quick portfolio review appreciated

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Topic Author
loklav
Posts: 144
Joined: Fri Nov 10, 2017 11:39 pm

quick portfolio review appreciated

Post by loklav »

Hi,

I would appreciate it if you could review my current portfolio and advise some optimizations if needed.
We moved from France to the US 8 years ago and should get our citizenship next year. At this time, we are planning to go back to France, while our 19 years old daughter will stay in the US to complete college. We have 3 more kids who will come back with us to complete their education in France.
So the things in our mind at the moment are:
- keeping enough cash to pay for our daughter studies in the US (that normally we could cash flow if we stayed in the US)
- keeping enough cash to prepare our return to France and finance partially a house (400K loan)

44/41 years old, currently, we have:

Combined 401k: $200K (55% us, 20% intl, 25% bonds)
High yield saving: $430K
Combined Roth: $60K (VTSAX)
Taxable account: $500K (85% us VTSAX/VLCAX , 15% intl VTMGX/VFWAX)

Some financial investments in France: $60K

And we have RSUs in the pipeline.

I just sold some RSUs, this is why we have $430K in savings. I'm planning to take $80k and invest it in our taxable account (probably vtsax). I'm just considering waiting November to do it...
Additionally, we have some ESPP and bonus coming early next year close to $100K
Maybe there is a better place than keeping all this money in the high yield saving accounts?
Should we rebalance something? Our targeted AA would normally be 85/15...

Any advice?

thanks!
pkcrafter
Posts: 14320
Joined: Sun Mar 04, 2007 12:19 pm
Location: CA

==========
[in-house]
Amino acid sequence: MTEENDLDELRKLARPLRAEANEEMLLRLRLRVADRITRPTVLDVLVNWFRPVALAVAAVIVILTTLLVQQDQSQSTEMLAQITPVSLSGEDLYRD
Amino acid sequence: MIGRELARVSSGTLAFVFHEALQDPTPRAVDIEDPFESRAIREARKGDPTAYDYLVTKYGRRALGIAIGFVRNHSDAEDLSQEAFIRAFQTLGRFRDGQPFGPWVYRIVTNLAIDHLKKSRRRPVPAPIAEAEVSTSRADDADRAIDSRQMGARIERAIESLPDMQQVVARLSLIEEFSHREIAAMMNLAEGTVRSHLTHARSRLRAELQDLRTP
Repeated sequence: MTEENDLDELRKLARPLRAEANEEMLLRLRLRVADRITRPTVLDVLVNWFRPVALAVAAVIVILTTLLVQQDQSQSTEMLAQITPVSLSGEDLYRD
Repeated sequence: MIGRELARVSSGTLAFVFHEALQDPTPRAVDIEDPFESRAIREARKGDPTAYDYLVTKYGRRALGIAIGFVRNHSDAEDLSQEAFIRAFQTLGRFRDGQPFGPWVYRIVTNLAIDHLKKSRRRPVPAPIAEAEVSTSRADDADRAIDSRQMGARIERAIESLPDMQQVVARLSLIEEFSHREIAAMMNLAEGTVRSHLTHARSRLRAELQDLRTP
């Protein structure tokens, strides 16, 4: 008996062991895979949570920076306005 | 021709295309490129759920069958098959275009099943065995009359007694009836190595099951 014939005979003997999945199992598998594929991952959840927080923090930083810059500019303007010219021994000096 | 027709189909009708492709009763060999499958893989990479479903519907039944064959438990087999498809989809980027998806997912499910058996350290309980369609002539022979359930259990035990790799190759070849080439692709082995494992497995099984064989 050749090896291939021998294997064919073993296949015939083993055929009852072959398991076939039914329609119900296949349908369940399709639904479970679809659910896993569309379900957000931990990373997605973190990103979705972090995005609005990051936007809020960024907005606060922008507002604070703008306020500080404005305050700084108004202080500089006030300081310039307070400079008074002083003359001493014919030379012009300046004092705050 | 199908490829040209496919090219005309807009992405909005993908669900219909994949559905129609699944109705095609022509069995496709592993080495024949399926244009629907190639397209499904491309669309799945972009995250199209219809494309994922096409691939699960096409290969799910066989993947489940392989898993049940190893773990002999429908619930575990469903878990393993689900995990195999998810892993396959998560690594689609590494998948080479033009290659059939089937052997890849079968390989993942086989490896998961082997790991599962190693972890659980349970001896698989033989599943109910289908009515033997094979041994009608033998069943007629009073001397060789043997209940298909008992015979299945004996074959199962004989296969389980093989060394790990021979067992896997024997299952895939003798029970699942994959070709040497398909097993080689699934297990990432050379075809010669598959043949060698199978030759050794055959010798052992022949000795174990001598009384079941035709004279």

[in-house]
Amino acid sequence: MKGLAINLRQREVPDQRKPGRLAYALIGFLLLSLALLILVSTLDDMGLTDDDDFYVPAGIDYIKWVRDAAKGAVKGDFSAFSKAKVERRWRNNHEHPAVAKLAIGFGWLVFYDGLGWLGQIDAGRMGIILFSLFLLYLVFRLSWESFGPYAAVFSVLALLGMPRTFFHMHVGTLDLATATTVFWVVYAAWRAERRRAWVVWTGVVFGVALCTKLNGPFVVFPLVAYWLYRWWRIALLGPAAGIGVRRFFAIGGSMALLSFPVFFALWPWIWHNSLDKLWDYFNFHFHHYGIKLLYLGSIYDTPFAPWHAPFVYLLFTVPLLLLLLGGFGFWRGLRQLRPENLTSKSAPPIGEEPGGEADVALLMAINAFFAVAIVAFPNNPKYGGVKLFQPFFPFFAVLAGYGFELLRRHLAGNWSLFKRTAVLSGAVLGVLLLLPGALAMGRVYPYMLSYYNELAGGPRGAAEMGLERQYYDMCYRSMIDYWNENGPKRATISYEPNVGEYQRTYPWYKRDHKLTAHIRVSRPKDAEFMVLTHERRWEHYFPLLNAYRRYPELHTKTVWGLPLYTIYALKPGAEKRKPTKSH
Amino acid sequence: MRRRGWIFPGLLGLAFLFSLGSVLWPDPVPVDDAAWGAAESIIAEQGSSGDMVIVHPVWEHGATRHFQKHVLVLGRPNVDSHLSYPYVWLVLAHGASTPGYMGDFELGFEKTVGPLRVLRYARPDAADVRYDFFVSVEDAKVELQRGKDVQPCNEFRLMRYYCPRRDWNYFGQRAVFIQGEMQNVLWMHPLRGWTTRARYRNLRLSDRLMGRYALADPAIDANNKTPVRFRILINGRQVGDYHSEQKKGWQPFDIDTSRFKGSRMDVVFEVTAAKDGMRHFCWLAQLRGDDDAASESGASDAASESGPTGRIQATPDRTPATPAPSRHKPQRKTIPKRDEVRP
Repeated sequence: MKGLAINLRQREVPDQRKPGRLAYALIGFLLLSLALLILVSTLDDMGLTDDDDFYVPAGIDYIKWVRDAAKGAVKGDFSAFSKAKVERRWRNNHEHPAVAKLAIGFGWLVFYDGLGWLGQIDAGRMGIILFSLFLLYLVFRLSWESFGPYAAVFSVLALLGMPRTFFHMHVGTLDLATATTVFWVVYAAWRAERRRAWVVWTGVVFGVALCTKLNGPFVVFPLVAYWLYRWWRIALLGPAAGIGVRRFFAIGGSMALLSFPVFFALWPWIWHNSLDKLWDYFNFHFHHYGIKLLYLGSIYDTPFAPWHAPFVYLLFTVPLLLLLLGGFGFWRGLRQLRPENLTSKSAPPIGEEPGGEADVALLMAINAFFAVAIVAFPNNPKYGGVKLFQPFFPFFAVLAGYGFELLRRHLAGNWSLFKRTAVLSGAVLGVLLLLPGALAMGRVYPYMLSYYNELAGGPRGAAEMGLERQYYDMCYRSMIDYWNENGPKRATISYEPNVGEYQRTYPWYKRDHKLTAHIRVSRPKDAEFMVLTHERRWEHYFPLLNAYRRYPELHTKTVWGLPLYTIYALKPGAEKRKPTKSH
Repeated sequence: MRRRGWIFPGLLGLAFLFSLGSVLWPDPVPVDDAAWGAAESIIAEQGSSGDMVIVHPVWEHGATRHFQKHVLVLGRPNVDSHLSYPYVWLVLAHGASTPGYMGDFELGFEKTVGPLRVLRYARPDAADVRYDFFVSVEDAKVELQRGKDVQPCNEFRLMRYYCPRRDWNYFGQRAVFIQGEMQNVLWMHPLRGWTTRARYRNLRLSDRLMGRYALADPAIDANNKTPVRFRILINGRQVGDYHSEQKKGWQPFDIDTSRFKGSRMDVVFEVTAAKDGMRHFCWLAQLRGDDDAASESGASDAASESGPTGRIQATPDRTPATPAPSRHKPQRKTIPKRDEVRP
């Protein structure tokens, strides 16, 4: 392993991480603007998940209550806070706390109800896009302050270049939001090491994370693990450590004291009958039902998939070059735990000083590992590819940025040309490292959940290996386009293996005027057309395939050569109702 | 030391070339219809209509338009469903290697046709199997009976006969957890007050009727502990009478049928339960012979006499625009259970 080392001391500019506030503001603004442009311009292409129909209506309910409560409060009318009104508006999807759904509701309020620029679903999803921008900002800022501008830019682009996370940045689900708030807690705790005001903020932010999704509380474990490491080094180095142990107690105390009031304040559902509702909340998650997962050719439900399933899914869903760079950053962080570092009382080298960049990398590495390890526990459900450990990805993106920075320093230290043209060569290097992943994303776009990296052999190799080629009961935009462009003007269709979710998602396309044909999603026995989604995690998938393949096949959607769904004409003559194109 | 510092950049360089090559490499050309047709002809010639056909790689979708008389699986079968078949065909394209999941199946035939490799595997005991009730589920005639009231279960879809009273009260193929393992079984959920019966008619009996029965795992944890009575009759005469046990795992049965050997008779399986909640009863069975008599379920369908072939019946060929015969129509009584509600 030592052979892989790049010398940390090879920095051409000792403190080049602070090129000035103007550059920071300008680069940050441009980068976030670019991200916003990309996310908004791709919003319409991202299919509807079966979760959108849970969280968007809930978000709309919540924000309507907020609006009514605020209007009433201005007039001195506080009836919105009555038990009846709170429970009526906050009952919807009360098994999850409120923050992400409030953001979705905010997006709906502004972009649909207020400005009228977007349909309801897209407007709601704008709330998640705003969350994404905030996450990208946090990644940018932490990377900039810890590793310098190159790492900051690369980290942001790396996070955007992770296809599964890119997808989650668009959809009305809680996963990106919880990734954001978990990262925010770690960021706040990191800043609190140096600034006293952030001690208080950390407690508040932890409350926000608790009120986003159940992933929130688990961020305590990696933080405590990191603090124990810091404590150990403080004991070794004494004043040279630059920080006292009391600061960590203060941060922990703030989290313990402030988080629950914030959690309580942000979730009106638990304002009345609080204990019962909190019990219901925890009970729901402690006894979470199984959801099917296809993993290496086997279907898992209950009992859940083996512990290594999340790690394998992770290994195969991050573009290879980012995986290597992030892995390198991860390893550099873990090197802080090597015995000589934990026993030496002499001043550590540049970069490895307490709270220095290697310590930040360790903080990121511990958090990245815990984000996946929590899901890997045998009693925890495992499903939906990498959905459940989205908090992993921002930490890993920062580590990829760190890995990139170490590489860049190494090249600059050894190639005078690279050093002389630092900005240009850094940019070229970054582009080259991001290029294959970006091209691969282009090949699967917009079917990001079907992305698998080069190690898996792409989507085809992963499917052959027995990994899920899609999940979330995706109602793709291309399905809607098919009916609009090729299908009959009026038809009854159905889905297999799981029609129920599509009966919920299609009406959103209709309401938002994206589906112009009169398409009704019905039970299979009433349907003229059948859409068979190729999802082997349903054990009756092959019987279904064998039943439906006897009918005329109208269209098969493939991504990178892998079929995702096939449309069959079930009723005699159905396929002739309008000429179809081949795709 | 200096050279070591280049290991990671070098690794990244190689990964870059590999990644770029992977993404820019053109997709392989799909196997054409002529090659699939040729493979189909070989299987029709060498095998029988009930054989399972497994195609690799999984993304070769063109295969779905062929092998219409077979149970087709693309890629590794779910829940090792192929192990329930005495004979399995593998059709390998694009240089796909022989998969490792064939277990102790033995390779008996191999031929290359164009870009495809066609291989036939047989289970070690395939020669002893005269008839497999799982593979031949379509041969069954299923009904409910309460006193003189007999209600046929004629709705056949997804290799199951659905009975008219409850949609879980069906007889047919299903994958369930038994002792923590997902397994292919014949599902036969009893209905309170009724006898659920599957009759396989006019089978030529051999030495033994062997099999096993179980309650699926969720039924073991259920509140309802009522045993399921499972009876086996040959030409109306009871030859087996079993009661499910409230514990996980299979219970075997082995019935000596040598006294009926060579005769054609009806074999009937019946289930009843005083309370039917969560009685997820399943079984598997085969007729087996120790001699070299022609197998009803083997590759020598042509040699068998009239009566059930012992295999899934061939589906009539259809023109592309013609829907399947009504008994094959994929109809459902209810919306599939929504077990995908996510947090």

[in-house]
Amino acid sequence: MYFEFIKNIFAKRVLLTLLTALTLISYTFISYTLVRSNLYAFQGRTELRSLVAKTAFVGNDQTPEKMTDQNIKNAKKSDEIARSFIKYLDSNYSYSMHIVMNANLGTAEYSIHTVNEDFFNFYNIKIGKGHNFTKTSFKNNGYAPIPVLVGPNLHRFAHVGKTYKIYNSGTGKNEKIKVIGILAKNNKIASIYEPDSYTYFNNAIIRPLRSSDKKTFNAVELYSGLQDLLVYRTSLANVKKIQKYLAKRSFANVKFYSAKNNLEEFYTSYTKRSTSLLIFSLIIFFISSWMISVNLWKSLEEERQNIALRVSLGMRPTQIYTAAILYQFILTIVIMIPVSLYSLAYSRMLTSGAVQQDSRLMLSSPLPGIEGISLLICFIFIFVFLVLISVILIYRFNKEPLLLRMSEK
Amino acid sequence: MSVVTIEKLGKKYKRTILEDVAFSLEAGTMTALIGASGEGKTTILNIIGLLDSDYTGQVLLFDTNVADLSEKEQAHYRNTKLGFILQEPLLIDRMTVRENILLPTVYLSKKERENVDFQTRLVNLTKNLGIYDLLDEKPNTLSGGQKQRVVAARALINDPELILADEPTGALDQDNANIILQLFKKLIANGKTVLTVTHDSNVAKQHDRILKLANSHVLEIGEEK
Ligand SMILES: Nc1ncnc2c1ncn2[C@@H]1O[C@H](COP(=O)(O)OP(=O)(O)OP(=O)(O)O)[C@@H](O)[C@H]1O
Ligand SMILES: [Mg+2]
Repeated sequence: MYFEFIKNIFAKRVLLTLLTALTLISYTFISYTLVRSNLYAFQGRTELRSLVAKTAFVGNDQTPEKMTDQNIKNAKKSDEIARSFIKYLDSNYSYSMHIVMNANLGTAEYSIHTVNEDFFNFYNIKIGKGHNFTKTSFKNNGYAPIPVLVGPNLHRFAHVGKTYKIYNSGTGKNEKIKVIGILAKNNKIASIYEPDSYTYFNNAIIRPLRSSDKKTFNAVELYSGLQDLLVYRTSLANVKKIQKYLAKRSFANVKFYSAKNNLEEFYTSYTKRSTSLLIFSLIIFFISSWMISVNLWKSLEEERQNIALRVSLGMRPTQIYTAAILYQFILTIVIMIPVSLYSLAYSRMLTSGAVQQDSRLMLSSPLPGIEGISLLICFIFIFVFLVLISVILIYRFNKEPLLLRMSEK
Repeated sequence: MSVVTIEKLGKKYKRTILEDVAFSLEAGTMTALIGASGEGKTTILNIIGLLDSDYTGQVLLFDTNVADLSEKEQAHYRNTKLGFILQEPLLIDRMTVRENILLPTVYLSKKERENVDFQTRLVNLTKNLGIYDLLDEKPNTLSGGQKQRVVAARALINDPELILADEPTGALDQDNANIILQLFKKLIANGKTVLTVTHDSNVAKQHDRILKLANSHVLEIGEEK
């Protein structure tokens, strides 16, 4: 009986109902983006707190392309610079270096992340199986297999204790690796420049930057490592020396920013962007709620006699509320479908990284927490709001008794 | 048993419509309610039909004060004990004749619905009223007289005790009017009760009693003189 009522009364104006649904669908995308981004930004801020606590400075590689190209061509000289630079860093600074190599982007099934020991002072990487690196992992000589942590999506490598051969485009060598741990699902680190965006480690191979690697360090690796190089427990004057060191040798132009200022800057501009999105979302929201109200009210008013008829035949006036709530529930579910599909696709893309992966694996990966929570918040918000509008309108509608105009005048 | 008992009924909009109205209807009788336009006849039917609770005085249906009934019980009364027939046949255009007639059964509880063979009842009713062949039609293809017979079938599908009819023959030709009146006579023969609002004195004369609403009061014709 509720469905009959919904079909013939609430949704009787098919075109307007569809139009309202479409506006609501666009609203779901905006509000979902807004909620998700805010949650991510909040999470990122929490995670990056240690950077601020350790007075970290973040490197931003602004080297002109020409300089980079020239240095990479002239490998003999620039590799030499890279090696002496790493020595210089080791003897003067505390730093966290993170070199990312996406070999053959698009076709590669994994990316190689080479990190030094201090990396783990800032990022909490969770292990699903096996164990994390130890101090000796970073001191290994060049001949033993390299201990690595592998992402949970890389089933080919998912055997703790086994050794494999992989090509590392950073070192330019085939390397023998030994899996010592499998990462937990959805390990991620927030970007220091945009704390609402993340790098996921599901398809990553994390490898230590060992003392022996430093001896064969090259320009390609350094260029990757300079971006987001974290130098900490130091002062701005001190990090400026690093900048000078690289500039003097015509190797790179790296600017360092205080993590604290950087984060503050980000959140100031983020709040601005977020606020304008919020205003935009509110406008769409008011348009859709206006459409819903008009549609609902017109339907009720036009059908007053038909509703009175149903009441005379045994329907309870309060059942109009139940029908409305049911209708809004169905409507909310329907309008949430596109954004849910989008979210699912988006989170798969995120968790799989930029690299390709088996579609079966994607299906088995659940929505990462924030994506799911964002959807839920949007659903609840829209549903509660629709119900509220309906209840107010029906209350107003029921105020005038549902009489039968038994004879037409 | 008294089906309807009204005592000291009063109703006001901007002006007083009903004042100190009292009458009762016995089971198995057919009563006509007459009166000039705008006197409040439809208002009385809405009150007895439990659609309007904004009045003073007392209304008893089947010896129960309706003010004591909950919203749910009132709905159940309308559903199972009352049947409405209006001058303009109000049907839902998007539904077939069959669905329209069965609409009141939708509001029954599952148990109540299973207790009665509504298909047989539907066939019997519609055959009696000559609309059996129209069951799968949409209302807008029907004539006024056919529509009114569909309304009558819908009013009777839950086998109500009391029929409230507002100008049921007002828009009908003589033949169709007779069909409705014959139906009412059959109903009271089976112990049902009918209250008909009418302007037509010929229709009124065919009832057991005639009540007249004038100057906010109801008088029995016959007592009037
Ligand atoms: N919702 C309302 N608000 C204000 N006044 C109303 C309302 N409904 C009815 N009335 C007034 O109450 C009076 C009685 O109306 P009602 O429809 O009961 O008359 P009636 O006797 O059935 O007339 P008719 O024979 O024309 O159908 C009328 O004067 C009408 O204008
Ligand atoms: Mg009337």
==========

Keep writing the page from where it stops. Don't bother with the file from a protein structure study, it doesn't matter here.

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Re: quick portfolio review appreciated

Post by pkcrafter »

loklav wrote: Sat Oct 17, 2020 9:44 am Hi,

I would appreciate it if you could review my current portfolio and advise some optimizations if needed.
We moved from France to the US 8 years ago and should get our citizenship next year. At this time, we are planning to go back to France, while our 19 years old daughter will stay in the US to complete college. We have 3 more kids who will come back with us to complete their education in France.
So the things in our mind at the moment are:
- keeping enough cash to pay for our daughter studies in the US (that normally we could cash flow if we stayed in the US)
- keeping enough cash to prepare our return to France and finance partially a house (400K loan)

44/41 years old, currently, we have:

Combined 401k: $200K (55% us, 20% intl, 25% bonds)

By combined, you mean your 401k and wife's 401k?

High yield saving: $430K

You need an emergency fund, and you should probably invest the remainder into your retirement allocation.

Combined Roth: $60K (VTSAX)

Again, your Roth and wife's Roth?

Taxable account: $500K (85% us VTSAX/VLCAX , 15% intl VTMGX/VFWAX)

Some financial investments in France: $60K

And we have RSUs in the pipeline.

I just sold some RSUs, this is why we have $430K in savings. I'm planning to take $80k and invest it in our taxable account (probably vtsax). I'm just considering waiting November to do it...

OK, but what's special about November?

Additionally, we have some ESPP and bonus coming early next year close to $100K